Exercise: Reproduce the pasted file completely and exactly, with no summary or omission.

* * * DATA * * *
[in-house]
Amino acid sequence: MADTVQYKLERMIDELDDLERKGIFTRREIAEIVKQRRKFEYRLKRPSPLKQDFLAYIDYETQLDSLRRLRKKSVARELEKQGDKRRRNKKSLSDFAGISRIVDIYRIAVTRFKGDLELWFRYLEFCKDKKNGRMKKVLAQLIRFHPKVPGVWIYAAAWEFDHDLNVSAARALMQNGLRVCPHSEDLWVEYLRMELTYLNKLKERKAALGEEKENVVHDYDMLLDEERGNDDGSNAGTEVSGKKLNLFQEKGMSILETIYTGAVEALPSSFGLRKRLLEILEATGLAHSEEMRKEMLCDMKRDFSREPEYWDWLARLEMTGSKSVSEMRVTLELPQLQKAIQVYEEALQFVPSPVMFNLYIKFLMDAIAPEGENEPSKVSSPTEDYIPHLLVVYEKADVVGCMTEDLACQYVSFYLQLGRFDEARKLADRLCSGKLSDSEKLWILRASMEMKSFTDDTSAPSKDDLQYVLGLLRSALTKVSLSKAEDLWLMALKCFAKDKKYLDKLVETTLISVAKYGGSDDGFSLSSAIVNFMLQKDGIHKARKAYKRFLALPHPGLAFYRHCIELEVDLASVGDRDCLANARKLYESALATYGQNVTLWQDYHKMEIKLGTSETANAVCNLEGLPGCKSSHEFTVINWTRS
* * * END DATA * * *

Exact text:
[in-house]
Amino acid sequence: MADTVQYKLERMIDELDDLERKGIFTRREIAEIVKQRRKFEYRLKRPSPLKQDFLAYIDYETQLDSLRRLRKKSVARELEKQGDKRRRNKKSLSDFAGISRIVDIYRIAVTRFKGDLELWFRYLEFCKDKKNGRMKKVLAQLIRFHPKVPGVWIYAAAWEFDHDLNVSAARALMQNGLRVCPHSEDLWVEYLRMELTYLNKLKERKAALGEEKENVVHDYDMLLDEERGNDDGSNAGTEVSGKKLNLFQEKGMSILETIYTGAVEALPSSFGLRKRLLEILEATGLAHSEEMRKEMLCDMKRDFSREPEYWDWLARLEMTGSKSVSEMRVTLELPQLQKAIQVYEEALQFVPSPVMFNLYIKFLMDAIAPEGENEPSKVSSPTEDYIPHLLVVYEKADVVGCMTEDLACQYVSFYLQLGRFDEARKLADRLCSGKLSDSEKLWILRASMEMKSFTDDTSAPSKDDLQYVLGLLRSALTKVSLSKAEDLWLMALKCFAKDKKYLDKLVETTLISVAKYGGSDDGFSLSSAIVNFMLQKDGIHKARKAYKRFLALPHPGLAFYRHCIELEVDLASVGDRDCLANARKLYESALATYGQNVTLWQDYHKMEIKLGTSETANAVCNLEGLPGCKSSHEFTVINWTRS